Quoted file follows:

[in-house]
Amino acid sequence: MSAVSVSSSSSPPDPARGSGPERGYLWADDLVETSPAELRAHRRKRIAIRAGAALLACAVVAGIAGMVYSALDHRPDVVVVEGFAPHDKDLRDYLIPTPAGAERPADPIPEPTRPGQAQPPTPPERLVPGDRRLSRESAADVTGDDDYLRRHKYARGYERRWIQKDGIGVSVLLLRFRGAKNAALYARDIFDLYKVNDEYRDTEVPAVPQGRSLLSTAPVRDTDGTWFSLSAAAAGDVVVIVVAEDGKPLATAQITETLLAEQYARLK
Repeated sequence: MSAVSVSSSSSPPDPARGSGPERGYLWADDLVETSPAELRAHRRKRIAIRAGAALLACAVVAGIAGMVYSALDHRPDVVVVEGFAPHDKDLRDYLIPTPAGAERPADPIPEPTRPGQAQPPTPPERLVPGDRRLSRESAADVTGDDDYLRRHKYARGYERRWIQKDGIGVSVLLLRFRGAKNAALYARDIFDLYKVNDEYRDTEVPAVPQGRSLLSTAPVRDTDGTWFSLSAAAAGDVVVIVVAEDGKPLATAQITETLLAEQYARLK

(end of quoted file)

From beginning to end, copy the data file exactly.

[in-house]
Amino acid sequence: MSAVSVSSSSSPPDPARGSGPERGYLWADDLVETSPAELRAHRRKRIAIRAGAALLACAVVAGIAGMVYSALDHRPDVVVVEGFAPHDKDLRDYLIPTPAGAERPADPIPEPTRPGQAQPPTPPERLVPGDRRLSRESAADVTGDDDYLRRHKYARGYERRWIQKDGIGVSVLLLRFRGAKNAALYARDIFDLYKVNDEYRDTEVPAVPQGRSLLSTAPVRDTDGTWFSLSAAAAGDVVVIVVAEDGKPLATAQITETLLAEQYARLK
Repeated sequence: MSAVSVSSSSSPPDPARGSGPERGYLWADDLVETSPAELRAHRRKRIAIRAGAALLACAVVAGIAGMVYSALDHRPDVVVVEGFAPHDKDLRDYLIPTPAGAERPADPIPEPTRPGQAQPPTPPERLVPGDRRLSRESAADVTGDDDYLRRHKYARGYERRWIQKDGIGVSVLLLRFRGAKNAALYARDIFDLYKVNDEYRDTEVPAVPQGRSLLSTAPVRDTDGTWFSLSAAAAGDVVVIVVAEDGKPLATAQITETLLAEQYARLK